Connie was extremely diplomatic, allowing her to make friends and connections with people of divergent opinions and backgrounds. She never met a stranger. She was politically astute, knew when to keep her mouth shut, and kept her eyes on the prize. She utilized her extensive network to bring financial and political support to the freedom movement.

I am blessed to have had Connie in my life. Hers was a life well lived. Though she is gone, the country is a better place because of her contributions and her influence will be felt for generations to come.


As remembered by Casey Hayden
July 19, 2020

A Heart of Gold: Three Minutes for Connie's Memorial

Connie came through Austin in the spring of 1960, took me to lunch for a hamburger, and told me about the sit ins. When she got to the part where the angry white mob put their cigarettes out on the arms of the students, we both burst into tears. At that moment a new life began for me and Connie was in it. I've loved her ever since.

That same year we moved the large, powerful, and predominantly white United States National Student Association, Connie's home turf and the sponsor of her seminar, to support SNCC. Connie details this in her memoir. As usual, her role was crucial and invisible. Our last project was Deep in Our Hearts, beginning in 1994 when I shared an idea for a collection of memoirs by white women in the Southern Freedom Movement. Connie, an historian, saw its potential immediately, and made it happen, a five year project for us all.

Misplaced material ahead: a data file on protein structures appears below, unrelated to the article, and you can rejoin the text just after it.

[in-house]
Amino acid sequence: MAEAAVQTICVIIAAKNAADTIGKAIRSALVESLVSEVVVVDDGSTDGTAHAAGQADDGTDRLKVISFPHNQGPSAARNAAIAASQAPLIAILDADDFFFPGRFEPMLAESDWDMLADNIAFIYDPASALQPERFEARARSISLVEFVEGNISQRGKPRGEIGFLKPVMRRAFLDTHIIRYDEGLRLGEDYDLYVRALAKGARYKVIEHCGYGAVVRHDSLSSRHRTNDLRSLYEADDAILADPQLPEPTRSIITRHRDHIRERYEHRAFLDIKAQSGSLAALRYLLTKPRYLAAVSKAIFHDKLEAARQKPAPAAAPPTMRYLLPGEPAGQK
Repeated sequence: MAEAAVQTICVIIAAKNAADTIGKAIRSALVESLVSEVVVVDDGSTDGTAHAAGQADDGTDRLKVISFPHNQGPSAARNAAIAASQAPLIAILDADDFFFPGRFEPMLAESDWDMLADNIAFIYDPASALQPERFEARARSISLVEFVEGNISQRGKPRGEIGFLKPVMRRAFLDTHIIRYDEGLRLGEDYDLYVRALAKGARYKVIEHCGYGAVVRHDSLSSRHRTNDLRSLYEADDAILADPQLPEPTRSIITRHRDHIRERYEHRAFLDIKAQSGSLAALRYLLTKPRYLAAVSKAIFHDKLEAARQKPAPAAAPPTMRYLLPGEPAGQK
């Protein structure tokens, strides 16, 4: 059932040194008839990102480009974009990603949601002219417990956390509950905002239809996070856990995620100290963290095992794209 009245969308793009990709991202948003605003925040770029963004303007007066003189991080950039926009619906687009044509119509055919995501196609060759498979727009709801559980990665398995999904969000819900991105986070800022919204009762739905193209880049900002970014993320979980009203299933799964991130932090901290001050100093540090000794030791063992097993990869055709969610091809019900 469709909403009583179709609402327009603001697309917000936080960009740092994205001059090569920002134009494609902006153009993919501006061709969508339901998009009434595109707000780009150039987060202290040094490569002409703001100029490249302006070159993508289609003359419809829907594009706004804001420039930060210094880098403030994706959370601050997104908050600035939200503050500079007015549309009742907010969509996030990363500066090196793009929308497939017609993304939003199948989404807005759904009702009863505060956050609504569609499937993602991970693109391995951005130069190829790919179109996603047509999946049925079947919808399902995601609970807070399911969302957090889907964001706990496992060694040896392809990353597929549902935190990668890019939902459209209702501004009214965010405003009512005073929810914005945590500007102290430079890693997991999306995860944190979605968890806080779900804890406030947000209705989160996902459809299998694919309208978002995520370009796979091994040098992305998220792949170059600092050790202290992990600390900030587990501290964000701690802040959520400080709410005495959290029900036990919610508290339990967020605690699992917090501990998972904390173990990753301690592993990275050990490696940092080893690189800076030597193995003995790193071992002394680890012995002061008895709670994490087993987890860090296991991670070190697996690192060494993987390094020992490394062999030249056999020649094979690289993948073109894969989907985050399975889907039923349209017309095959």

Connie as I knew her loved common decency, common sense, common humor, the common good, having a good time and a good scotch.

She was politically astute, pragmatic and patient. She was her own light on her own path and proceeded as the way opened. All else fell off her like water on duck's back.

She was hardworking. I've seen her stay up all night to get the plumbing fixed in a homeless shelter, and then get dressed and go to the office.

She was the salt of the earth, embracing her life completely, both the joy and the tragedy. She was resilient.

She was wise, genuinely humble, universally trusted, and greatly loved.

The Buddhists say their teachings are good at the beginning, good in the middle, and good at the end. That's what Connie was like as a friend, good all the way through, to me and to SNCC, and to the whole beautiful Movement that was her home.

I'm heartened and strengthened to be here today with so many others, to sing her praises for a life well lived, complete, and shining, even in her passing, to light our way.

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(Labor donated)